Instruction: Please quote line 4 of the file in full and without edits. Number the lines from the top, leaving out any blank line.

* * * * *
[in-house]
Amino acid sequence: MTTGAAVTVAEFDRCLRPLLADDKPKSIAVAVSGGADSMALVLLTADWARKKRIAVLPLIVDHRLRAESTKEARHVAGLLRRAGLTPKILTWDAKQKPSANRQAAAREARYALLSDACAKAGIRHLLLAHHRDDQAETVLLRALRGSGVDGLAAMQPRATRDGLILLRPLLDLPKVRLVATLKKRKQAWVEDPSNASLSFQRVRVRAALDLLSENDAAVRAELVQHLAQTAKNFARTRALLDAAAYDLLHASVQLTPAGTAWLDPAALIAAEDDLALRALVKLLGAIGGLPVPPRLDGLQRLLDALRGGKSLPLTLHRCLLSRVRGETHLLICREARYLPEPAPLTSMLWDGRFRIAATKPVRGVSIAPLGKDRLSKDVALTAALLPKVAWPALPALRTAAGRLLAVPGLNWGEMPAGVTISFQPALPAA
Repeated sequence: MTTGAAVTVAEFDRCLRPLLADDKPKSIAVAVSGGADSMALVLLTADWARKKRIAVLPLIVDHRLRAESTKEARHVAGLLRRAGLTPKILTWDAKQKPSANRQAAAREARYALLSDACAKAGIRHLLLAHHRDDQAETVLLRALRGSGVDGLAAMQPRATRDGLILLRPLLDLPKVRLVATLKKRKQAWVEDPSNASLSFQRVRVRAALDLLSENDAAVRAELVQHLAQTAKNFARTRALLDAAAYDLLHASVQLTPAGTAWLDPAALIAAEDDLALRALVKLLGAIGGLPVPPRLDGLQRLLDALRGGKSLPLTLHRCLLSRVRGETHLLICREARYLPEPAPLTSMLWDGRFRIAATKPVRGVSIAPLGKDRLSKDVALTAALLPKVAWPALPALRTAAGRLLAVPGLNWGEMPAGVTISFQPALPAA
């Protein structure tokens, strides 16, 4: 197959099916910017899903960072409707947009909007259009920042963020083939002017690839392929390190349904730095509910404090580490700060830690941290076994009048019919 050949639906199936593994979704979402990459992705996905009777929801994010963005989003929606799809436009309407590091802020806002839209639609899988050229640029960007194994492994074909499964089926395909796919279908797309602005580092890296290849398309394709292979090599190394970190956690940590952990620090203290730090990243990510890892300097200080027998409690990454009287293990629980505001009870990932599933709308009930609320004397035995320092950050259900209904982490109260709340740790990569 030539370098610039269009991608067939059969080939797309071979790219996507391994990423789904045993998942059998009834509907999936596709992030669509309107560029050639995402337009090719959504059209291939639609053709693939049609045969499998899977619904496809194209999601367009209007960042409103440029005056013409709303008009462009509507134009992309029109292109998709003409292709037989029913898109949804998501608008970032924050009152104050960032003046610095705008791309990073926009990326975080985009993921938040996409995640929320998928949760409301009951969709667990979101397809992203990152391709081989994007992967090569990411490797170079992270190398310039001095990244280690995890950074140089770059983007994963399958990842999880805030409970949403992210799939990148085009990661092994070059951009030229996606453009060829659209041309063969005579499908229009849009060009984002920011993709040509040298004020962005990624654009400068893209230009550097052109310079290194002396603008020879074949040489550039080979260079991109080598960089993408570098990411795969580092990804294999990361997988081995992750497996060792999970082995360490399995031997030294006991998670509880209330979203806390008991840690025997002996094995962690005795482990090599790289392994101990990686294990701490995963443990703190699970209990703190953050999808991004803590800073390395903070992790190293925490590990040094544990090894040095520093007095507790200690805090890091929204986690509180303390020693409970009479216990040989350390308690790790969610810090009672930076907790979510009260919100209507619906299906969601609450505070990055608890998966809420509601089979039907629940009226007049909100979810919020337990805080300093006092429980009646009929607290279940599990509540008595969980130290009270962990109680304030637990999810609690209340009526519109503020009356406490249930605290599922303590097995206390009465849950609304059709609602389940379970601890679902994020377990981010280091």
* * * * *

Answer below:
């Protein structure tokens, strides 16, 4: 197959099916910017899903960072409707947009909007259009920042963020083939002017690839392929390190349904730095509910404090580490700060830690941290076994009048019919 050949639906199936593994979704979402990459992705996905009777929801994010963005989003929606799809436009309407590091802020806002839209639609899988050229640029960007194994492994074909499964089926395909796919279908797309602005580092890296290849398309394709292979090599190394970190956690940590952990620090203290730090990243990510890892300097200080027998409690990454009287293990629980505001009870990932599933709308009930609320004397035995320092950050259900209904982490109260709340740790990569 030539370098610039269009991608067939059969080939797309071979790219996507391994990423789904045993998942059998009834509907999936596709992030669509309107560029050639995402337009090719959504059209291939639609053709693939049609045969499998899977619904496809194209999601367009209007960042409103440029005056013409709303008009462009509507134009992309029109292109998709003409292709037989029913898109949804998501608008970032924050009152104050960032003046610095705008791309990073926009990326975080985009993921938040996409995640929320998928949760409301009951969709667990979101397809992203990152391709081989994007992967090569990411490797170079992270190398310039001095990244280690995890950074140089770059983007994963399958990842999880805030409970949403992210799939990148085009990661092994070059951009030229996606453009060829659209041309063969005579499908229009849009060009984002920011993709040509040298004020962005990624654009400068893209230009550097052109310079290194002396603008020879074949040489550039080979260079991109080598960089993408570098990411795969580092990804294999990361997988081995992750497996060792999970082995360490399995031997030294006991998670509880209330979203806390008991840690025997002996094995962690005795482990090599790289392994101990990686294990701490995963443990703190699970209990703190953050999808991004803590800073390395903070992790190293925490590990040094544990090894040095520093007095507790200690805090890091929204986690509180303390020693409970009479216990040989350390308690790790969610810090009672930076907790979510009260919100209507619906299906969601609450505070990055608890998966809420509601089979039907629940009226007049909100979810919020337990805080300093006092429980009646009929607290279940599990509540008595969980130290009270962990109680304030637990999810609690209340009526519109503020009356406490249930605290599922303590097995206390009465849950609304059709609602389940379970601890679902994020377990981010280091």